About a month and a half ago there was a Google Doc making the rounds in the Wedding Photography circles. It got shared a few times on Twitter and ended up amassing 112 anonymous entries from all over the world sharing their wedding package pricing and other information. I was looking at the data the other day, and thought how incredibly awesome it was that we live in a time where:
- Photographers have become open about their pricing
- The internet allows us to see the global trends almost instantly
- That data is easy to access and free
Wedding Photography Pricing Disclaimer
This is when Flaunt Your Site’s legal department (that’s me) tells the editorial staff (that’s me too) to put in a disclaimer that this is not meant as a guide to set your prices on, and that it’s purely informational.
So, before you continue reading, please pinky swear to me that you won’t base your pricing on this blog post.
If you need to learn how to set your prices, I would do two things:
- Watch the “How Much Should I Charge?” Adorama video to get a handle on a few terms.
- Go to The Modern Tog and check out the Photography Pricing Guide. It’s a step by step process that will guide you by the hand in coming up with pricing that makes a profit for you.
Average Package Cost
While it’s not in the range that PPA suggests is a profitable average wedding cost, the majority of photographers 34% are charging in the $3,000-$3,999 range. With the average pricing being $3,206.
While the pool of information indicated that the average yearly billings was around $80,000. Considering we have taxes, equipment, and other expenses, the margins look a bit tighter than one would hope for in running a business, and providing a solid income for ourselves and families.
Number of Weddings Per Year
Oddly, of the group in the survey, a full 34% of wedding photographers are shooting less than 10 weddings per year. However the average is 19.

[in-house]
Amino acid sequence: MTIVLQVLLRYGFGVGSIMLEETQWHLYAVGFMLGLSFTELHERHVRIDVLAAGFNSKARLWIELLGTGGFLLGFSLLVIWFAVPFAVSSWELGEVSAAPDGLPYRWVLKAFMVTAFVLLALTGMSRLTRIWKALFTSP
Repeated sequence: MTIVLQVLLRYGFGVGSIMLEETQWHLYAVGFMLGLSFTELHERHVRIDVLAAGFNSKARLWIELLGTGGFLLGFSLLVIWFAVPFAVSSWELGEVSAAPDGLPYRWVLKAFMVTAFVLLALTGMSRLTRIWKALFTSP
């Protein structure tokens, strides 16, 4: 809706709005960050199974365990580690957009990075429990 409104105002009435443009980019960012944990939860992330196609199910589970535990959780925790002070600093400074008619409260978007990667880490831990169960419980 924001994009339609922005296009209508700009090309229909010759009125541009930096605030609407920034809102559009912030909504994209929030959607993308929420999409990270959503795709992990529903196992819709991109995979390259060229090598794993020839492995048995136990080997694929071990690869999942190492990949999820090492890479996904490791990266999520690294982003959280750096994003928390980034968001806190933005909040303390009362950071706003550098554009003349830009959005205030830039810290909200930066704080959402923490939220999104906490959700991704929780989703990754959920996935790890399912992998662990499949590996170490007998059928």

And, while I’ve heard of people that shot 50 per year, I always thought those were myths. Yes that’s correct. I have it on good authority that Ryan Brenizer is an urban legend, he doesn’t really exist.
Number of Hours Per Wedding
The average hours put in at a wedding is 9 hours, with a predominate amount sticking around for more than 10 hours at each wedding. Make sure you get some Odor Eaters for those shoes. Those are some long days to be wearing black socks.
Do You Include a Disc?
This figure was rather expected. The business model that the majority of wedding photographers use is to include a disc of images with their wedding packages. But it is surprising to see that there are almost a full 20% of photographers out there that are not providing a disc of images with a package.
It’s actually quite encouraging. I know that JB and DeEtte Sallee out of Dallas aren’t offering a disc of images automatically with their packages, and I think that as people become more and more serious about making a profit in their photography business, more and more photographers will not blindly offer the images.